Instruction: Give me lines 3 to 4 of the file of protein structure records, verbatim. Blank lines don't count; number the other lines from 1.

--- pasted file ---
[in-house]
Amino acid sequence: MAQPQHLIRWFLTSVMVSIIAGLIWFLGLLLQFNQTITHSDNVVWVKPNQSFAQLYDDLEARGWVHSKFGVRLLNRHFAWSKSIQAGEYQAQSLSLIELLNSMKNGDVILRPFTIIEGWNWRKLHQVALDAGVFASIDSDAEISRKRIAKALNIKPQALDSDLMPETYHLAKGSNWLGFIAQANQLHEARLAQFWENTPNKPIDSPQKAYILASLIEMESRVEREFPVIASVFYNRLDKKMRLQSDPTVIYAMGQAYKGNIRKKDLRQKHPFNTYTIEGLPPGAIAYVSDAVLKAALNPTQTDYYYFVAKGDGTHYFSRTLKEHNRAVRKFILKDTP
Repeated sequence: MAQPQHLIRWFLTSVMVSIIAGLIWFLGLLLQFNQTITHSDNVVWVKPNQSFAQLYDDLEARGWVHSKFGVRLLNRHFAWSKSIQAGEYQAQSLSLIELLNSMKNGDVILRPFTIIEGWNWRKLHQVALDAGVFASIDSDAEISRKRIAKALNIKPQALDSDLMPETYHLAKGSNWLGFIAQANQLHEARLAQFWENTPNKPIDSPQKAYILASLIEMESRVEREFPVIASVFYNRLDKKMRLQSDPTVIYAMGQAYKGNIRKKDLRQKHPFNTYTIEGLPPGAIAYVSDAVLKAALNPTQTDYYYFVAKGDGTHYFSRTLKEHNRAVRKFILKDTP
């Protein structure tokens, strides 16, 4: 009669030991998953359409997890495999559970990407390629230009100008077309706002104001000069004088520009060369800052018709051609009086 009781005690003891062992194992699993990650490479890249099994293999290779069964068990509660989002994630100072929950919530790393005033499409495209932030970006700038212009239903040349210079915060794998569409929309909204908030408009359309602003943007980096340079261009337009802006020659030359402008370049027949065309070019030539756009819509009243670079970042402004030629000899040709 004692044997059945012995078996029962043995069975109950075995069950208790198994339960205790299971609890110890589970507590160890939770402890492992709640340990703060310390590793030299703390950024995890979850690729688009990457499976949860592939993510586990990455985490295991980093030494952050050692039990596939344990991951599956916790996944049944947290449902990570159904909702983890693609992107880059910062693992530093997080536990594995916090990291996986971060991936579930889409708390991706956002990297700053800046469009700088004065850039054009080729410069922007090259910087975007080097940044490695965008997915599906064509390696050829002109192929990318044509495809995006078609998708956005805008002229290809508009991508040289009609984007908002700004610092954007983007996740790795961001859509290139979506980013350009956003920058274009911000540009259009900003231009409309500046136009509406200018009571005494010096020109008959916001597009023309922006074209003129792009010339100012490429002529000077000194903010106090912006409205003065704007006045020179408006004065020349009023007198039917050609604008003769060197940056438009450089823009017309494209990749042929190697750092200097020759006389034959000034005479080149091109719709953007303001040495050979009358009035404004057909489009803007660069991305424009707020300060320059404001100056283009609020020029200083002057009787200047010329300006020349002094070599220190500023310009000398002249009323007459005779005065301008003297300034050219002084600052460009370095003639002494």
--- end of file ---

Repeated sequence: MAQPQHLIRWFLTSVMVSIIAGLIWFLGLLLQFNQTITHSDNVVWVKPNQSFAQLYDDLEARGWVHSKFGVRLLNRHFAWSKSIQAGEYQAQSLSLIELLNSMKNGDVILRPFTIIEGWNWRKLHQVALDAGVFASIDSDAEISRKRIAKALNIKPQALDSDLMPETYHLAKGSNWLGFIAQANQLHEARLAQFWENTPNKPIDSPQKAYILASLIEMESRVEREFPVIASVFYNRLDKKMRLQSDPTVIYAMGQAYKGNIRKKDLRQKHPFNTYTIEGLPPGAIAYVSDAVLKAALNPTQTDYYYFVAKGDGTHYFSRTLKEHNRAVRKFILKDTP
């Protein structure tokens, strides 16, 4: 009669030991998953359409997890495999559970990407390629230009100008077309706002104001000069004088520009060369800052018709051609009086 009781005690003891062992194992699993990650490479890249099994293999290779069964068990509660989002994630100072929950919530790393005033499409495209932030970006700038212009239903040349210079915060794998569409929309909204908030408009359309602003943007980096340079261009337009802006020659030359402008370049027949065309070019030539756009819509009243670079970042402004030629000899040709 004692044997059945012995078996029962043995069975109950075995069950208790198994339960205790299971609890110890589970507590160890939770402890492992709640340990703060310390590793030299703390950024995890979850690729688009990457499976949860592939993510586990990455985490295991980093030494952050050692039990596939344990991951599956916790996944049944947290449902990570159904909702983890693609992107880059910062693992530093997080536990594995916090990291996986971060991936579930889409708390991706956002990297700053800046469009700088004065850039054009080729410069922007090259910087975007080097940044490695965008997915599906064509390696050829002109192929990318044509495809995006078609998708956005805008002229290809508009991508040289009609984007908002700004610092954007983007996740790795961001859509290139979506980013350009956003920058274009911000540009259009900003231009409309500046136009509406200018009571005494010096020109008959916001597009023309922006074209003129792009010339100012490429002529000077000194903010106090912006409205003065704007006045020179408006004065020349009023007198039917050609604008003769060197940056438009450089823009017309494209990749042929190697750092200097020759006389034959000034005479080149091109719709953007303001040495050979009358009035404004057909489009803007660069991305424009707020300060320059404001100056283009609020020029200083002057009787200047010329300006020349002094070599220190500023310009000398002249009323007459005779005065301008003297300034050219002084600052460009370095003639002494």